by Chris Ellis, Staff Nutritionist
HURRAH FOR 2016!! Another new year begins!
As the New Year arrives many think of starting anew! That means initiating some new practices and letting go of some old ones, all in the spirit of good health. Many of us tend to eat in excess over November and December due to the holidays or due to an adjustment to the cold weather and dark days that are often gray and chilling to the body. January is a new beginning and what better time to make a change!
A good robust soup is an excellent antidote to all the dietary excesses over the holidays, which many of us are prone to doing at this time of year. Even if you did not eat excessively, it's a healthy way to enter the New Year since it's a great thing to consume to boost your immune system, and it's great to have if you are recovering from an illness or any physical stress (i.e., travel, surgery) and its helpful and calming to have if you are under emotional stress and most of us all can fit into any of those categories. It's always good to start positive with the New Year and think of a simple change rather than take on too many changes all at once. Remember other changes can be added as you proceed through the year.
A soup is a simple food and it is very comforting, warming and nourishing over the colder dark winter months. There is nothing that hits the spot better on a cold winter day than a hearty bowl of delicious steaming hot soup! Many soups such as a vegetarian soup or chicken soup have been shown to inhibit the spread of germs and support your immune system during the winter season. Homemade soup from scratch is the way to go since it tastes far better and has less salt and other additives but of course you have to have time to prepare it! Soups can be made by making your own broth with all kinds of vegetables, herbs and spices which deliver excellent nutritional value. A good base to start with is diced or chopped onions, carrots, potatoes, celery and even parsnips are a wonderful addition too! Spices can be added in as is or wrapped in a piece of cheesecloth so that they do not have to be fished out. Bay leaves, whole garlic cloves, whole black peppercorns and thyme are great to use. I often add turmeric for color and to boost the anti-inflammatory power of the soup. I cook the veggies for approximately an hour. All the nutrients from the veggies are now in the broth and other ingredients can be added such as a grain, legume or meat of some variety. Stop by the bulk, produce, or meat department to get good ideas on what to add to your home made soup.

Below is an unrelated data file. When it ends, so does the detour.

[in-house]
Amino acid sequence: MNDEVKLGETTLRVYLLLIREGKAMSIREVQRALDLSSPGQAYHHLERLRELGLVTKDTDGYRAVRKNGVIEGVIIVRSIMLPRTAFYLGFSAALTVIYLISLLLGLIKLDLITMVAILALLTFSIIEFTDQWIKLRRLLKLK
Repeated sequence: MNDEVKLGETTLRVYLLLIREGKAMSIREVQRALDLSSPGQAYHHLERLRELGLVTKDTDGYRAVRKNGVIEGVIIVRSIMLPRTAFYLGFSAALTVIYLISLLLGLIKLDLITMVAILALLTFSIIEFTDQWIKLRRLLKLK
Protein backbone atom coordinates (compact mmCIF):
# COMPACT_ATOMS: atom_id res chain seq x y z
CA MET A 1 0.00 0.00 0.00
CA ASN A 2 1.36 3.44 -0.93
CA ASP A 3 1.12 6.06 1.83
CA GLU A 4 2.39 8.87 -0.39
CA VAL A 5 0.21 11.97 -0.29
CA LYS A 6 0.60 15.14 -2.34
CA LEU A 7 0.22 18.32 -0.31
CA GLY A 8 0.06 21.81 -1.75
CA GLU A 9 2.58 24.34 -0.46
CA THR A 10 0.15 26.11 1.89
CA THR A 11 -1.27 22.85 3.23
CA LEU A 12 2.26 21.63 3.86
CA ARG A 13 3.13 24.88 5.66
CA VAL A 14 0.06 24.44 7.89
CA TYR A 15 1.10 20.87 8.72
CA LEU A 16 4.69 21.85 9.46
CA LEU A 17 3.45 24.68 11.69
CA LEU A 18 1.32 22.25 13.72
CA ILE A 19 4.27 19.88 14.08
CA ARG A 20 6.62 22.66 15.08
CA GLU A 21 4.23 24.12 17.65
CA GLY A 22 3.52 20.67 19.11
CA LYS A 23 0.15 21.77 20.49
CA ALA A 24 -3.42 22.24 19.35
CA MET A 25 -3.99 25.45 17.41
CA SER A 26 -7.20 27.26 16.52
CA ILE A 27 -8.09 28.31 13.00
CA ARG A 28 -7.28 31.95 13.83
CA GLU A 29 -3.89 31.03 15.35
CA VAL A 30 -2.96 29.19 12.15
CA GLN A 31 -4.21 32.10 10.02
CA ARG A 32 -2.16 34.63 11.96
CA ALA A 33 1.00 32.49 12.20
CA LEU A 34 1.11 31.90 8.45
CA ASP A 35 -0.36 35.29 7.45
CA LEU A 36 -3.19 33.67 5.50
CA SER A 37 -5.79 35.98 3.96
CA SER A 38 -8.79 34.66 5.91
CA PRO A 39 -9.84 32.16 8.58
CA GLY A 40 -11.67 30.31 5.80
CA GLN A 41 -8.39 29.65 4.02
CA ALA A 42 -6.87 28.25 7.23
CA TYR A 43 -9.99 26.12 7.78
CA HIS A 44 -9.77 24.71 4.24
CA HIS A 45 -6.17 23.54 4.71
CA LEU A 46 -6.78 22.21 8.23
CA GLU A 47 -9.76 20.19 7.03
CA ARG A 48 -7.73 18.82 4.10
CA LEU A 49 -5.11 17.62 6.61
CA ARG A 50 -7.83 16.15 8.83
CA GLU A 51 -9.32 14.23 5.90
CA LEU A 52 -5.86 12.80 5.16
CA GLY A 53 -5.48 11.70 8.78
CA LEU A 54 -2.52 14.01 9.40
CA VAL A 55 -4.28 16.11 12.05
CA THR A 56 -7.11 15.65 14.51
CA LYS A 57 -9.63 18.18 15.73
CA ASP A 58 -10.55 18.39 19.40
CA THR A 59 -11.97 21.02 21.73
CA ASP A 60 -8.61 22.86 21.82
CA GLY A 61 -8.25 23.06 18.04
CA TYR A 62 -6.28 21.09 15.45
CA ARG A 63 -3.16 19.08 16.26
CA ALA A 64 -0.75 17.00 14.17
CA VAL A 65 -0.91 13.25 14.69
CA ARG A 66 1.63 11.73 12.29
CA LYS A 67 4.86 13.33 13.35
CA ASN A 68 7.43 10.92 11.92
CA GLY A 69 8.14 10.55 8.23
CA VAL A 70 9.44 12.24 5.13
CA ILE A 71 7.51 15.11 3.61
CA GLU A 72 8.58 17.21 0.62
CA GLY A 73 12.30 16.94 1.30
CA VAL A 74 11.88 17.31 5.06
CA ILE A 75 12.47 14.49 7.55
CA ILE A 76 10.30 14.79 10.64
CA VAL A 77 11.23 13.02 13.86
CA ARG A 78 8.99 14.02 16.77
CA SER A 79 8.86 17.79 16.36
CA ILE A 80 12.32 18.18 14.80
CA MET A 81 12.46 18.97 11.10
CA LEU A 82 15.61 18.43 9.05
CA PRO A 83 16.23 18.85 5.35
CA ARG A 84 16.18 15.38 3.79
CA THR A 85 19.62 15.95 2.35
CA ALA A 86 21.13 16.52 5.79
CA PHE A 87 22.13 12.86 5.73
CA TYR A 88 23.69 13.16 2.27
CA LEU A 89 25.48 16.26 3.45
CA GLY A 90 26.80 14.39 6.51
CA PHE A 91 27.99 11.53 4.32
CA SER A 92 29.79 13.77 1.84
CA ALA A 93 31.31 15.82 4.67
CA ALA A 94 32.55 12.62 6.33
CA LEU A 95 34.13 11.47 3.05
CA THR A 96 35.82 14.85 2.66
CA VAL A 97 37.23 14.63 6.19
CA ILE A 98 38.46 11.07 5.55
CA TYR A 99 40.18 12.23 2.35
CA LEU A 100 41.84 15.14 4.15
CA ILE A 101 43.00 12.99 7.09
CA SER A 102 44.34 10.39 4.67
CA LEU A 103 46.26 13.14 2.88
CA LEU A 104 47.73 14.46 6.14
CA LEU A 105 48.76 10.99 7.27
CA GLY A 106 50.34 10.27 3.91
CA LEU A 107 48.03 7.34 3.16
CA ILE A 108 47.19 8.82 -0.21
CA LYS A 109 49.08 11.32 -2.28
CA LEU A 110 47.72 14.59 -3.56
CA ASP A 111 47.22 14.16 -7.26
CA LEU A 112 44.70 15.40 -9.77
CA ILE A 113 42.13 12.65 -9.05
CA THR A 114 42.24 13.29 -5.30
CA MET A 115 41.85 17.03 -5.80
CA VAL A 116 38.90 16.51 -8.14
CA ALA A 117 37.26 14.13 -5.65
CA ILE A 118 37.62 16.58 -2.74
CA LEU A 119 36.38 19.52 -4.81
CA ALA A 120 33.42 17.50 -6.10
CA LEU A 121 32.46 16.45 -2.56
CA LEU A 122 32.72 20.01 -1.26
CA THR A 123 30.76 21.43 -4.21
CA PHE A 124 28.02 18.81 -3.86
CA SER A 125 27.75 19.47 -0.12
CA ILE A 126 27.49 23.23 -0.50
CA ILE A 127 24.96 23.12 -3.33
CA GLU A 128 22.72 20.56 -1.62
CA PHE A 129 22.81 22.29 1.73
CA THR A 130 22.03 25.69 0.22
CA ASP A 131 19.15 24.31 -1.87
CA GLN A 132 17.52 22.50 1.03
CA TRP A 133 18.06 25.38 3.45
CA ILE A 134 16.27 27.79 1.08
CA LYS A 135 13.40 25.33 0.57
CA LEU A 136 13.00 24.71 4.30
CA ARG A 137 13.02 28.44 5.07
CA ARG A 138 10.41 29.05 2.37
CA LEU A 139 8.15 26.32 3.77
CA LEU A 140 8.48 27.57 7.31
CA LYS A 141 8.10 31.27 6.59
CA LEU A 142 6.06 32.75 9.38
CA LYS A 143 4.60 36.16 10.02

Many cultures have their own special soup or broth which they often prepare on a regular basis. The Co-op will be doing a class on some of these special soups later this month so if you are looking for more ideas, recipes and information on ways to integrate delicious soups and/or broths into your diet take advantage of this class below:
Kitchari and Congee: Healing Foods
Were you raised on chicken soup? Every culture has its own healing food traditions.
Kitchari- a healing soup or stew from the Ayurvedic tradition made from rice and mung dahl.